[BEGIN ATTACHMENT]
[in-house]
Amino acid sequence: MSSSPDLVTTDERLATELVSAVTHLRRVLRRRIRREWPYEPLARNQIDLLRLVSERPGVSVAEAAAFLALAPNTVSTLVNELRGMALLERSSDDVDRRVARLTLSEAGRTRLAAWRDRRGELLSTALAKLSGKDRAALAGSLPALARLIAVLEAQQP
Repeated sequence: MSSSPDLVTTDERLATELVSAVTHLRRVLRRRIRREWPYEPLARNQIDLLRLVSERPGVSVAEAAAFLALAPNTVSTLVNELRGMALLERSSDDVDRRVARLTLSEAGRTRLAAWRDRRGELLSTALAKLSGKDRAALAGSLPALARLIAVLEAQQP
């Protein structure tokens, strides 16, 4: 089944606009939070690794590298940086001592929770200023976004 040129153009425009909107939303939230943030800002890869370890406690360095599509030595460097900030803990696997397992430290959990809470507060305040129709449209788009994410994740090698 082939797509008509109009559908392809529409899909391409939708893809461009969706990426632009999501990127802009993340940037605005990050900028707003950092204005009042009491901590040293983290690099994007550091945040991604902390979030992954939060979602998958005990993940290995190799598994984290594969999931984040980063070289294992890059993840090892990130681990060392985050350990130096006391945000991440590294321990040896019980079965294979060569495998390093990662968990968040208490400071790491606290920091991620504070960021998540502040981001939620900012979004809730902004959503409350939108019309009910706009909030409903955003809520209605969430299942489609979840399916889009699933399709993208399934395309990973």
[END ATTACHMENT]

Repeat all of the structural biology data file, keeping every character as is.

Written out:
[in-house]
Amino acid sequence: MSSSPDLVTTDERLATELVSAVTHLRRVLRRRIRREWPYEPLARNQIDLLRLVSERPGVSVAEAAAFLALAPNTVSTLVNELRGMALLERSSDDVDRRVARLTLSEAGRTRLAAWRDRRGELLSTALAKLSGKDRAALAGSLPALARLIAVLEAQQP
Repeated sequence: MSSSPDLVTTDERLATELVSAVTHLRRVLRRRIRREWPYEPLARNQIDLLRLVSERPGVSVAEAAAFLALAPNTVSTLVNELRGMALLERSSDDVDRRVARLTLSEAGRTRLAAWRDRRGELLSTALAKLSGKDRAALAGSLPALARLIAVLEAQQP
């Protein structure tokens, strides 16, 4: 089944606009939070690794590298940086001592929770200023976004 040129153009425009909107939303939230943030800002890869370890406690360095599509030595460097900030803990696997397992430290959990809470507060305040129709449209788009994410994740090698 082939797509008509109009559908392809529409899909391409939708893809461009969706990426632009999501990127802009993340940037605005990050900028707003950092204005009042009491901590040293983290690099994007550091945040991604902390979030992954939060979602998958005990993940290995190799598994984290594969999931984040980063070289294992890059993840090892990130681990060392985050350990130096006391945000991440590294321990040896019980079965294979060569495998390093990662968990968040208490400071790491606290920091991620504070960021998540502040981001939620900012979004809730902004959503409350939108019309009910706009909030409903955003809520209605969430299942489609979840399916889009699933399709993208399934395309990973």